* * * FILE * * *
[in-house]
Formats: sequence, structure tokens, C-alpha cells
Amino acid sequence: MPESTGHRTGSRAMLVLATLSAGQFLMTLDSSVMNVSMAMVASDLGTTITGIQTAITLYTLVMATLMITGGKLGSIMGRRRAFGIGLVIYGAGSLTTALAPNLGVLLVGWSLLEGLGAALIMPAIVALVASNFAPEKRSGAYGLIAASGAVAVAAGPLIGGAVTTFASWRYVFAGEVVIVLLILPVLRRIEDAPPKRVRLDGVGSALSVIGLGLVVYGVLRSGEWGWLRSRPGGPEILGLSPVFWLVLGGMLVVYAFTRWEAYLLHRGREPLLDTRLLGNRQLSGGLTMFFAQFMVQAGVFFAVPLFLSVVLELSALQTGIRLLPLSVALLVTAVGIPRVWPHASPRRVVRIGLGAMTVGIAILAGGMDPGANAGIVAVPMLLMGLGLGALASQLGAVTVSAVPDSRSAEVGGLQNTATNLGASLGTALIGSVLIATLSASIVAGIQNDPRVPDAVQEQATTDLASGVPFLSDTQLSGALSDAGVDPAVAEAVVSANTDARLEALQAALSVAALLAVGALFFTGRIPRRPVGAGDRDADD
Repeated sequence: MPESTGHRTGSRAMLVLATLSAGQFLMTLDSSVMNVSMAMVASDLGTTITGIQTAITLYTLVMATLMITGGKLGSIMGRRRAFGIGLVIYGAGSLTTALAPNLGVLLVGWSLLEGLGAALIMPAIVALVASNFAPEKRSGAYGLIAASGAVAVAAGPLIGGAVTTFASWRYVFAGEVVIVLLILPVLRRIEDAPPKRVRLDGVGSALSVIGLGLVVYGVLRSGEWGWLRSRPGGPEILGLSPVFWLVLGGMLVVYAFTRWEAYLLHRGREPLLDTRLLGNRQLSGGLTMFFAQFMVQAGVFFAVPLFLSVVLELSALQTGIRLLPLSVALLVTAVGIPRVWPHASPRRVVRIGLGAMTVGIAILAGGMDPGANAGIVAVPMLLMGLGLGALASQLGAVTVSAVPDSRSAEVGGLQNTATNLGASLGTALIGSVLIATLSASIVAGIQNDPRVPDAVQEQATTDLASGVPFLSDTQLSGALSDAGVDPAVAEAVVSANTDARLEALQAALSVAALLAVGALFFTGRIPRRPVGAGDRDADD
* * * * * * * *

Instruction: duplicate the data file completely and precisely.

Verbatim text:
[in-house]
Formats: sequence, structure tokens, C-alpha cells
Amino acid sequence: MPESTGHRTGSRAMLVLATLSAGQFLMTLDSSVMNVSMAMVASDLGTTITGIQTAITLYTLVMATLMITGGKLGSIMGRRRAFGIGLVIYGAGSLTTALAPNLGVLLVGWSLLEGLGAALIMPAIVALVASNFAPEKRSGAYGLIAASGAVAVAAGPLIGGAVTTFASWRYVFAGEVVIVLLILPVLRRIEDAPPKRVRLDGVGSALSVIGLGLVVYGVLRSGEWGWLRSRPGGPEILGLSPVFWLVLGGMLVVYAFTRWEAYLLHRGREPLLDTRLLGNRQLSGGLTMFFAQFMVQAGVFFAVPLFLSVVLELSALQTGIRLLPLSVALLVTAVGIPRVWPHASPRRVVRIGLGAMTVGIAILAGGMDPGANAGIVAVPMLLMGLGLGALASQLGAVTVSAVPDSRSAEVGGLQNTATNLGASLGTALIGSVLIATLSASIVAGIQNDPRVPDAVQEQATTDLASGVPFLSDTQLSGALSDAGVDPAVAEAVVSANTDARLEALQAALSVAALLAVGALFFTGRIPRRPVGAGDRDADD
Repeated sequence: MPESTGHRTGSRAMLVLATLSAGQFLMTLDSSVMNVSMAMVASDLGTTITGIQTAITLYTLVMATLMITGGKLGSIMGRRRAFGIGLVIYGAGSLTTALAPNLGVLLVGWSLLEGLGAALIMPAIVALVASNFAPEKRSGAYGLIAASGAVAVAAGPLIGGAVTTFASWRYVFAGEVVIVLLILPVLRRIEDAPPKRVRLDGVGSALSVIGLGLVVYGVLRSGEWGWLRSRPGGPEILGLSPVFWLVLGGMLVVYAFTRWEAYLLHRGREPLLDTRLLGNRQLSGGLTMFFAQFMVQAGVFFAVPLFLSVVLELSALQTGIRLLPLSVALLVTAVGIPRVWPHASPRRVVRIGLGAMTVGIAILAGGMDPGANAGIVAVPMLLMGLGLGALASQLGAVTVSAVPDSRSAEVGGLQNTATNLGASLGTALIGSVLIATLSASIVAGIQNDPRVPDAVQEQATTDLASGVPFLSDTQLSGALSDAGVDPAVAEAVVSANTDARLEALQAALSVAALLAVGALFFTGRIPRRPVGAGDRDADD